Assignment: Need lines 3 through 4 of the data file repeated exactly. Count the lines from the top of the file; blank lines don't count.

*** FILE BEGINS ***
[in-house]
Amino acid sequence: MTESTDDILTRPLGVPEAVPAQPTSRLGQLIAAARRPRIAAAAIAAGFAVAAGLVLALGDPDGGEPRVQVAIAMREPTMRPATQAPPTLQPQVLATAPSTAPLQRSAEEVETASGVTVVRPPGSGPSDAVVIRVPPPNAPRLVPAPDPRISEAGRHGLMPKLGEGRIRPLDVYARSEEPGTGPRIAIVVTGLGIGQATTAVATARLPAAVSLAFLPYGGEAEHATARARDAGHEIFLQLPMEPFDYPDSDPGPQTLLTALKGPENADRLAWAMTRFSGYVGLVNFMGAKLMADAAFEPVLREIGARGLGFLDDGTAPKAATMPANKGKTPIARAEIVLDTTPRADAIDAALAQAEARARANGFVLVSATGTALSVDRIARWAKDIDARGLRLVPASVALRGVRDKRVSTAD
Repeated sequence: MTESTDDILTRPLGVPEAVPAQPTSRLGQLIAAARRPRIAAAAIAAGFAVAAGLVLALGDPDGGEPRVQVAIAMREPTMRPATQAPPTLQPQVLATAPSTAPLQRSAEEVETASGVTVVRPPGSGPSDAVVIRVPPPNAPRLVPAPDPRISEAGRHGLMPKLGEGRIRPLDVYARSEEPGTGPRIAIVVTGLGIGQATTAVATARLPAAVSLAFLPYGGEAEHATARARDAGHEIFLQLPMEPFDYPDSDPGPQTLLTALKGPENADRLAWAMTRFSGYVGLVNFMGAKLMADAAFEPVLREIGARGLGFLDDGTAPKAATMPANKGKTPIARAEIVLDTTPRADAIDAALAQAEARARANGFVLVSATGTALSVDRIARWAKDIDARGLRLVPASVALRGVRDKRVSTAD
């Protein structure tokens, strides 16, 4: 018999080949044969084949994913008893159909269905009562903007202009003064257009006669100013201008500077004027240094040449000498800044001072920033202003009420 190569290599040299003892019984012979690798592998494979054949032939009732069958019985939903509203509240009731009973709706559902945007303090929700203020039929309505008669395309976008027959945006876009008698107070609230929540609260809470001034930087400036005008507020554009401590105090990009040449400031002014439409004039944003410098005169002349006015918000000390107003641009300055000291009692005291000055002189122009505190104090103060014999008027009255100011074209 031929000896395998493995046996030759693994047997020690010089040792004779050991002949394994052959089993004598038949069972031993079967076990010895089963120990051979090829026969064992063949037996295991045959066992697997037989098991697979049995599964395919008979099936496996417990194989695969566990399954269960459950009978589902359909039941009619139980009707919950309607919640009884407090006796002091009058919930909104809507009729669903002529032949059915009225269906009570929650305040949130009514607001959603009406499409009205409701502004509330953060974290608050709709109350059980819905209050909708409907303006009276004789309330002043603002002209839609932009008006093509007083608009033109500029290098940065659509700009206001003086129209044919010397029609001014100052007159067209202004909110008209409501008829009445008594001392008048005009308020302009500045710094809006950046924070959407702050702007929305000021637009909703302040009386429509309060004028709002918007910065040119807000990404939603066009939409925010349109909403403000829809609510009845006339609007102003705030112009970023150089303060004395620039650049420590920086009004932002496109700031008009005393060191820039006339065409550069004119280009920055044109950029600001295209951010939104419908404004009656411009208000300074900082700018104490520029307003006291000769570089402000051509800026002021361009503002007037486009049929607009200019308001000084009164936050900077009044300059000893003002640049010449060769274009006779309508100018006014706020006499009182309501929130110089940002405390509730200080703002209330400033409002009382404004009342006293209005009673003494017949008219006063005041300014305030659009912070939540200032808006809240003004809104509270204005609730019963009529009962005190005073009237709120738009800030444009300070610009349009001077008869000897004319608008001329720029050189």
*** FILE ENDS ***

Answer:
Repeated sequence: MTESTDDILTRPLGVPEAVPAQPTSRLGQLIAAARRPRIAAAAIAAGFAVAAGLVLALGDPDGGEPRVQVAIAMREPTMRPATQAPPTLQPQVLATAPSTAPLQRSAEEVETASGVTVVRPPGSGPSDAVVIRVPPPNAPRLVPAPDPRISEAGRHGLMPKLGEGRIRPLDVYARSEEPGTGPRIAIVVTGLGIGQATTAVATARLPAAVSLAFLPYGGEAEHATARARDAGHEIFLQLPMEPFDYPDSDPGPQTLLTALKGPENADRLAWAMTRFSGYVGLVNFMGAKLMADAAFEPVLREIGARGLGFLDDGTAPKAATMPANKGKTPIARAEIVLDTTPRADAIDAALAQAEARARANGFVLVSATGTALSVDRIARWAKDIDARGLRLVPASVALRGVRDKRVSTAD
């Protein structure tokens, strides 16, 4: 018999080949044969084949994913008893159909269905009562903007202009003064257009006669100013201008500077004027240094040449000498800044001072920033202003009420 190569290599040299003892019984012979690798592998494979054949032939009732069958019985939903509203509240009731009973709706559902945007303090929700203020039929309505008669395309976008027959945006876009008698107070609230929540609260809470001034930087400036005008507020554009401590105090990009040449400031002014439409004039944003410098005169002349006015918000000390107003641009300055000291009692005291000055002189122009505190104090103060014999008027009255100011074209 031929000896395998493995046996030759693994047997020690010089040792004779050991002949394994052959089993004598038949069972031993079967076990010895089963120990051979090829026969064992063949037996295991045959066992697997037989098991697979049995599964395919008979099936496996417990194989695969566990399954269960459950009978589902359909039941009619139980009707919950309607919640009884407090006796002091009058919930909104809507009729669903002529032949059915009225269906009570929650305040949130009514607001959603009406499409009205409701502004509330953060974290608050709709109350059980819905209050909708409907303006009276004789309330002043603002002209839609932009008006093509007083608009033109500029290098940065659509700009206001003086129209044919010397029609001014100052007159067209202004909110008209409501008829009445008594001392008048005009308020302009500045710094809006950046924070959407702050702007929305000021637009909703302040009386429509309060004028709002918007910065040119807000990404939603066009939409925010349109909403403000829809609510009845006339609007102003705030112009970023150089303060004395620039650049420590920086009004932002496109700031008009005393060191820039006339065409550069004119280009920055044109950029600001295209951010939104419908404004009656411009208000300074900082700018104490520029307003006291000769570089402000051509800026002021361009503002007037486009049929607009200019308001000084009164936050900077009044300059000893003002640049010449060769274009006779309508100018006014706020006499009182309501929130110089940002405390509730200080703002209330400033409002009382404004009342006293209005009673003494017949008219006063005041300014305030659009912070939540200032808006809240003004809104509270204005609730019963009529009962005190005073009237709120738009800030444009300070610009349009001077008869000897004319608008001329720029050189």